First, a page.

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Apps to Support Bloom's Taxonomy - Android, Google, iPad and Web 2.0

Apps to Support Bloom's Taxonomy - Android, Google, iPad and Web 2.0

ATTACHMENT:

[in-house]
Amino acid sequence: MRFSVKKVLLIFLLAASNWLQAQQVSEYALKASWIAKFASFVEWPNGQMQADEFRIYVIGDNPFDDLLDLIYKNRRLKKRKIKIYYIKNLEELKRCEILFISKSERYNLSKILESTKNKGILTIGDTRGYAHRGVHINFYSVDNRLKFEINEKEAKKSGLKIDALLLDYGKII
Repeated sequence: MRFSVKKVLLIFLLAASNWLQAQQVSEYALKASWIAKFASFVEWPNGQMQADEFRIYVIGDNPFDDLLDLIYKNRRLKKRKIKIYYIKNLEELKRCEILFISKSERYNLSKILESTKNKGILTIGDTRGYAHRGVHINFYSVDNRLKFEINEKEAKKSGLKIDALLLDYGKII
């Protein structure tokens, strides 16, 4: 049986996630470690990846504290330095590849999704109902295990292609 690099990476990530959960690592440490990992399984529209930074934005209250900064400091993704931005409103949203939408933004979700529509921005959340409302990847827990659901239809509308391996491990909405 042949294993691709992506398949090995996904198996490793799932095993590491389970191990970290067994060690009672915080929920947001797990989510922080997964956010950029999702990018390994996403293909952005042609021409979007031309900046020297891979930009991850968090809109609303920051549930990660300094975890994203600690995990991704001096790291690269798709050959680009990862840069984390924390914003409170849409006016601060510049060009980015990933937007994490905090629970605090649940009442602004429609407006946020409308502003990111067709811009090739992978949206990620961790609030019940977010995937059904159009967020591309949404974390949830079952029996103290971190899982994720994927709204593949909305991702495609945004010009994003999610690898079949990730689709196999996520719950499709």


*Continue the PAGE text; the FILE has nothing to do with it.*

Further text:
I had seen two great charts Kathy Schrock had made about Apps to Support Bloom's taxonomy. I have seen, and used, the ones for Android and Google. I just found two more on her site: iPad and Web 2.0 Apps. The charts are interactive and include links to apps organized by the category from Bloom: Creating, Evaluating, Analyzing, Applying, Understanding, and Remembering. The iPad and Android charts also have an activity listed under the apps, such as commenting, video creation, etc. These are great starting points to find apps to use with your students based on Bloom's Taxonomy. Related: Bloom's Taxonomy and Technology - great resources for teachers Android Resources for Education - apps, how-to's, reviews, forums, and more. Android Apps related to Bloom's Taxonomy Google for Educators Resources